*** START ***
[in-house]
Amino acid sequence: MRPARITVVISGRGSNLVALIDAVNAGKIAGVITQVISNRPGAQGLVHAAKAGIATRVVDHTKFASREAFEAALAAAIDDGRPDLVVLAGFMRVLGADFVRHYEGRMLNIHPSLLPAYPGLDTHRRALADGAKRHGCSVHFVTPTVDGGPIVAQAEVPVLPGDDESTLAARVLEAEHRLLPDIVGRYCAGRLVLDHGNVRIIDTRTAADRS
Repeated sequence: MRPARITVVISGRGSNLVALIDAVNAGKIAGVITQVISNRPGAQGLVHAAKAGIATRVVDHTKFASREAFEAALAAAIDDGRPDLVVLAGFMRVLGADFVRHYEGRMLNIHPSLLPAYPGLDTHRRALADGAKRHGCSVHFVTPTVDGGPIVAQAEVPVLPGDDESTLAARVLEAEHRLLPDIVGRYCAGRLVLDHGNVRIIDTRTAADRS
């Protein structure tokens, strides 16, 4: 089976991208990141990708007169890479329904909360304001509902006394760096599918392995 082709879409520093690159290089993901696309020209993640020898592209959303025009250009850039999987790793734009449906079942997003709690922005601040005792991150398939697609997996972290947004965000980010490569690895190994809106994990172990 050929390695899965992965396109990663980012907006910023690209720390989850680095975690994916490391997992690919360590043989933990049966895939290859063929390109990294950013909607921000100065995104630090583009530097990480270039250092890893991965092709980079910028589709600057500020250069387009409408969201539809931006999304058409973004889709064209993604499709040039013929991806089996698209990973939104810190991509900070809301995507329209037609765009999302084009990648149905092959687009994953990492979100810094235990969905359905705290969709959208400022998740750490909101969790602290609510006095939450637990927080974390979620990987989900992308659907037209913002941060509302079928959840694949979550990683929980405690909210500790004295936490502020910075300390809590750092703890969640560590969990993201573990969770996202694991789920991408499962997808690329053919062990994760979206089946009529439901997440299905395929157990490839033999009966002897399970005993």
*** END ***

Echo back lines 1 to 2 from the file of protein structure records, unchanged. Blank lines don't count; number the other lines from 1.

[in-house]
Amino acid sequence: MRPARITVVISGRGSNLVALIDAVNAGKIAGVITQVISNRPGAQGLVHAAKAGIATRVVDHTKFASREAFEAALAAAIDDGRPDLVVLAGFMRVLGADFVRHYEGRMLNIHPSLLPAYPGLDTHRRALADGAKRHGCSVHFVTPTVDGGPIVAQAEVPVLPGDDESTLAARVLEAEHRLLPDIVGRYCAGRLVLDHGNVRIIDTRTAADRS